Chapter

Mohs Micrographic Surgery

pp 509-518

Date:

International Perspective of Mohs Micrographic Surgery: Australia and New Zealand

  • Greg Julian GoodmanAffiliated withDermatology Institute of Victoria Email author 
  • , Vanessa A. MorganAffiliated withSkin and Cancer Foundation
  • , Tim J. RutherfordAffiliated withVictorian Dermatology & Surgery
  • , Edward J. UpjohnAffiliated withSkin and Cancer Foundation
  • , Paul J. M. SalmonAffiliated withDermatologic Surgery, Skin Cancer Institute

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Abstract

Mohs micrographic surgery (MMS) in Australia and New Zealand is of utmost importance given their extreme prevalence and incidence figures for skin cancer.

MMS is a rapidly growing subspecialty in Australia with surgeons exhibiting variable activity with the average number of cases per year being 201–300 of which 98% of tumors treated are located on head, neck, digits, or genitals.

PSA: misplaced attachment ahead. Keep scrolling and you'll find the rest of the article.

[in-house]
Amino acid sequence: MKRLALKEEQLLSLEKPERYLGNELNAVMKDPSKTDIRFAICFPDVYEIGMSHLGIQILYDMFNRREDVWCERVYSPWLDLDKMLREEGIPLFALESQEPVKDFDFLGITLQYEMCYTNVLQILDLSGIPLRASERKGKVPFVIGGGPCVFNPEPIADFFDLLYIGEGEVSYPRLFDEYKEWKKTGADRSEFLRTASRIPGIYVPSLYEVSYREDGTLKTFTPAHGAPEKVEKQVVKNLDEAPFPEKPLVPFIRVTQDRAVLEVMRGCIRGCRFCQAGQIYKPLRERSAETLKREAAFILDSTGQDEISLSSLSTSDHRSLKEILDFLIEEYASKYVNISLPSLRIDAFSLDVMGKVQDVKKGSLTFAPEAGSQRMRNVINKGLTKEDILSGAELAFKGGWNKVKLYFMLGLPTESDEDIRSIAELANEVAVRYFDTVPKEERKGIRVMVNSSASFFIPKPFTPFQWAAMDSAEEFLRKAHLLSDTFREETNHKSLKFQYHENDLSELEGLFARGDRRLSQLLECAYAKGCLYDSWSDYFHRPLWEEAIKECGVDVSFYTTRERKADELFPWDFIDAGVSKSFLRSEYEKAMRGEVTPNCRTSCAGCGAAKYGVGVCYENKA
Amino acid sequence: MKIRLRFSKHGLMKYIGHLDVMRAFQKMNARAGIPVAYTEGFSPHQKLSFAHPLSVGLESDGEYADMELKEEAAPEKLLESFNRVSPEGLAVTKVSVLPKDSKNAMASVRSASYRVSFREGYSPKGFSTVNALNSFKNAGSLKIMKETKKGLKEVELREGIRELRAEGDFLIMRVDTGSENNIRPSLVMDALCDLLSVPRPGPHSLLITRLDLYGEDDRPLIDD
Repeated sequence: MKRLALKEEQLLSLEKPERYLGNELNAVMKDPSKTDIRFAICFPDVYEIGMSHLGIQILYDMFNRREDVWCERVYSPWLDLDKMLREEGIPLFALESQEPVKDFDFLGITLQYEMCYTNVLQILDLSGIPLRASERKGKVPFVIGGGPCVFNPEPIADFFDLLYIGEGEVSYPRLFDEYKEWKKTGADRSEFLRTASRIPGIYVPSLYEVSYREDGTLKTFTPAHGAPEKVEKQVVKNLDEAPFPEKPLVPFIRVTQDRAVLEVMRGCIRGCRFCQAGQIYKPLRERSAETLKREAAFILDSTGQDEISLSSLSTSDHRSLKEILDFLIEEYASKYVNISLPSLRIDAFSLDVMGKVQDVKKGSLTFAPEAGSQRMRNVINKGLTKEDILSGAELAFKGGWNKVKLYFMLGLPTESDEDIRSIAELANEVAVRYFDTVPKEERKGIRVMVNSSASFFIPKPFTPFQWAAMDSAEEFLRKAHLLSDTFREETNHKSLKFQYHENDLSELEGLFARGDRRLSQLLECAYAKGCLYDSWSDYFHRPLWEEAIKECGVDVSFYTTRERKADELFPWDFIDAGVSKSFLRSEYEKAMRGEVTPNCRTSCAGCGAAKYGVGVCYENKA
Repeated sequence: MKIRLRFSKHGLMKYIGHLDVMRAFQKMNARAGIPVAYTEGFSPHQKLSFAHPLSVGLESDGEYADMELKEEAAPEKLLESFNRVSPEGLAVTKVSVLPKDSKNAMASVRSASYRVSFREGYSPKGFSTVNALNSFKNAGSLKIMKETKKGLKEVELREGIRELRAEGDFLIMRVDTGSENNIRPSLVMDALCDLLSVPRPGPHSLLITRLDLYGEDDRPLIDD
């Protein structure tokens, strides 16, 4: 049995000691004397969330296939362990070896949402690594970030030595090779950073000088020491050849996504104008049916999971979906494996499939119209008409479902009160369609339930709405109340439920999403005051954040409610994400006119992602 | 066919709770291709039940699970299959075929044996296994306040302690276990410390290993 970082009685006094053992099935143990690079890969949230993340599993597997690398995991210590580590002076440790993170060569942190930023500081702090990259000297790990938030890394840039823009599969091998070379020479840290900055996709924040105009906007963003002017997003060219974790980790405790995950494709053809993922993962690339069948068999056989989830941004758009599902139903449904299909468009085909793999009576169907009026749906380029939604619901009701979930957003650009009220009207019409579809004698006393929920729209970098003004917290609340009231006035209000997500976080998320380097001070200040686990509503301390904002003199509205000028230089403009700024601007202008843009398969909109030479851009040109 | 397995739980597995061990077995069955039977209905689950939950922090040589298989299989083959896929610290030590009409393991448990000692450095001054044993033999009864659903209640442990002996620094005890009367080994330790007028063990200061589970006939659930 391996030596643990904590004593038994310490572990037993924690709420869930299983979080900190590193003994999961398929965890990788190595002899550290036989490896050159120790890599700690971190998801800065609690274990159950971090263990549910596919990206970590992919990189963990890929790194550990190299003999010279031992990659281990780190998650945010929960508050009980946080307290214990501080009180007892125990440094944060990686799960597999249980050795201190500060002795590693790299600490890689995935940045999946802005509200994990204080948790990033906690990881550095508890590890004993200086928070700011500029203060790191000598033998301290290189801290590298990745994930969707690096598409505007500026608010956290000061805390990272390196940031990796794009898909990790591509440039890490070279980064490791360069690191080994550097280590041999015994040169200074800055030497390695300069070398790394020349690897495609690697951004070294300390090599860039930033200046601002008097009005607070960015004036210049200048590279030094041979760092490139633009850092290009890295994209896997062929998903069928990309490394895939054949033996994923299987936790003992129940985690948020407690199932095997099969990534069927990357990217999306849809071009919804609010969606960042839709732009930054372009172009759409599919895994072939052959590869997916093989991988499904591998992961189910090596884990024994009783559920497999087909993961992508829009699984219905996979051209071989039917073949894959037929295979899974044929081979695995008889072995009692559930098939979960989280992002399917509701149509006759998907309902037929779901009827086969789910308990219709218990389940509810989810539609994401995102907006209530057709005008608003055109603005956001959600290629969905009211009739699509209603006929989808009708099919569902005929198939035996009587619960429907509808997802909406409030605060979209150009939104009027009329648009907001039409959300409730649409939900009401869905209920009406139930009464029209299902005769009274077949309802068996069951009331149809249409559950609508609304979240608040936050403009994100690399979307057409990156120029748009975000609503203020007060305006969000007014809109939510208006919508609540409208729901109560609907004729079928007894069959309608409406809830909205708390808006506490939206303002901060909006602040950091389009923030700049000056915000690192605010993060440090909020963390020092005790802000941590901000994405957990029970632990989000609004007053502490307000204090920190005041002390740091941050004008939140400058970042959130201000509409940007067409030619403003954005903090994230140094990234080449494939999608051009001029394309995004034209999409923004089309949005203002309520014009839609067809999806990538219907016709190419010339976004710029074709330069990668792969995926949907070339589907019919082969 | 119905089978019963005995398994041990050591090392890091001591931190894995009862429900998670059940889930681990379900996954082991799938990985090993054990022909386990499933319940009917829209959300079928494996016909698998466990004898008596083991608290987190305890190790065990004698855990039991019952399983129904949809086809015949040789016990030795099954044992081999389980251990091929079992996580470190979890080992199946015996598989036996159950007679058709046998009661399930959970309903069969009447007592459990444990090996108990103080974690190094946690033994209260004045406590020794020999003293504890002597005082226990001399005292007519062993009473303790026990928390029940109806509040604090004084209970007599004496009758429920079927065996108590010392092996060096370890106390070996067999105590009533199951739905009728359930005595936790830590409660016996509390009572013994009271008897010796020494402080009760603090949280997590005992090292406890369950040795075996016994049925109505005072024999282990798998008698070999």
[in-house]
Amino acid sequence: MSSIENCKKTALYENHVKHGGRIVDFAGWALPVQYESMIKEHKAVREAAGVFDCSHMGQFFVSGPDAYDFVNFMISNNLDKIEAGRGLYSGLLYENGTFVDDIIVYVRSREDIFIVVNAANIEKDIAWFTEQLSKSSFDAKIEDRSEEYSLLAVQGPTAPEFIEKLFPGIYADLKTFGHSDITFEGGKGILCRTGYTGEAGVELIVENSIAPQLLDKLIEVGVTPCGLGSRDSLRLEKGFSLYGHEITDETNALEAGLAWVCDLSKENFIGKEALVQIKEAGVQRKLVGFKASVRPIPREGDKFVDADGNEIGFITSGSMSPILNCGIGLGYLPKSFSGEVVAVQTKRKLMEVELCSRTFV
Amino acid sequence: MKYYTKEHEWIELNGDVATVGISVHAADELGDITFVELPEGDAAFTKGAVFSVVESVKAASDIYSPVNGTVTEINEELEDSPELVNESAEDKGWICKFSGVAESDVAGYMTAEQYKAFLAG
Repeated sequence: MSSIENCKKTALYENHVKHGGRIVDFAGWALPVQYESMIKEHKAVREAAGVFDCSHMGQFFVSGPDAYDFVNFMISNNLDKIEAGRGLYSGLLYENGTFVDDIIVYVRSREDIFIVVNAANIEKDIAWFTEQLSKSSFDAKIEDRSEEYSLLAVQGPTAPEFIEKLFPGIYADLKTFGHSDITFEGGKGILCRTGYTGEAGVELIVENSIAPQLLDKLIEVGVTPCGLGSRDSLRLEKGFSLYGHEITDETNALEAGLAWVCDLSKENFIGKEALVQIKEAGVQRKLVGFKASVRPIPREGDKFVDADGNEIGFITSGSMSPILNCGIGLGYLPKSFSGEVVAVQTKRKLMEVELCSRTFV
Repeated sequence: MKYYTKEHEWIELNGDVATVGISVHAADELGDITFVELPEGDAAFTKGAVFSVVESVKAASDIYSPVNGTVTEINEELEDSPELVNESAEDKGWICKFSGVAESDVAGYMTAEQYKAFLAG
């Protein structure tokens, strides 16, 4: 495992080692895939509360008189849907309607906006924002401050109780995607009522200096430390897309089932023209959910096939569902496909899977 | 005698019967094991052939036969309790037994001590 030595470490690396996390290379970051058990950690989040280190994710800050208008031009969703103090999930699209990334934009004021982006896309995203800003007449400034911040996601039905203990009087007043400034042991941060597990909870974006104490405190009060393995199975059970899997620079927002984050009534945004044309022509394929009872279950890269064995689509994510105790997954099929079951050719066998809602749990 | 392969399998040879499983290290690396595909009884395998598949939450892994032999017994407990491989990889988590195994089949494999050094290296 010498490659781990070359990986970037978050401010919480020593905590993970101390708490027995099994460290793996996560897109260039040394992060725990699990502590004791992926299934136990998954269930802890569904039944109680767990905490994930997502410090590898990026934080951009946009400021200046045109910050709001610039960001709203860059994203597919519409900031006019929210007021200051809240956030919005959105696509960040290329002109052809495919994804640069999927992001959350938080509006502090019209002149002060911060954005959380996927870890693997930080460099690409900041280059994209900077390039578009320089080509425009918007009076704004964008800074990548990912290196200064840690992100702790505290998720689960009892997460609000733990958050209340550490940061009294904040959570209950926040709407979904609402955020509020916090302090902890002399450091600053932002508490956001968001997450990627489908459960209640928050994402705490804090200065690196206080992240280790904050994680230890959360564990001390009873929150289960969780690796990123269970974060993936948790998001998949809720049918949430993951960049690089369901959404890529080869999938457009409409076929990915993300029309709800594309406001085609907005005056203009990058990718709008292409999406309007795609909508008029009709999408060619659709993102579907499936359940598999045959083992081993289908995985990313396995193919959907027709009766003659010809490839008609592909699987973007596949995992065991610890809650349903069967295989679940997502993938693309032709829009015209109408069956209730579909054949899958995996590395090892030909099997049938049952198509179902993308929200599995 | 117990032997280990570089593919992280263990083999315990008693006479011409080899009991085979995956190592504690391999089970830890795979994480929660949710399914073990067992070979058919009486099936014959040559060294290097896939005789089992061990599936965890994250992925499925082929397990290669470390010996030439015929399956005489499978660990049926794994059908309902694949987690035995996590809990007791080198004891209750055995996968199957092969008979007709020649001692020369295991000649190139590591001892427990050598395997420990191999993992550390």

The Mohs national database was established in 1993 to log the total number of cases performed in Australia and collected data on over 12,000 cases of Mohs surgery between 1993 and 1999.

Five-year follow-up studies have shown that 5-year recurrence rates for BCCs were 1.4% for primary and 4% for recurrent tumors. For SCCs, 5-year recurrence rates were 3.9% overall and 8% in those with perineural invasion. Perineural invasion was seen in 2.74% of BCCs and 5.95% of SCCs.

Mohs micrographic surgery and secondary intention wound healing of the nail apparatus for in situ and invasive SCC produce excellent wound healing and cure rate with retention of function.

New Zealand also has a very high rate of skin cancer, and MMS in New Zealand needs to be seen in the context of individuals with widespread sun-damaged skin. Multiple facial tumors in a patient are very common. A dysplastic field also influences repair options.

Keywords

Micrographic surgery Nails Australian Mohs database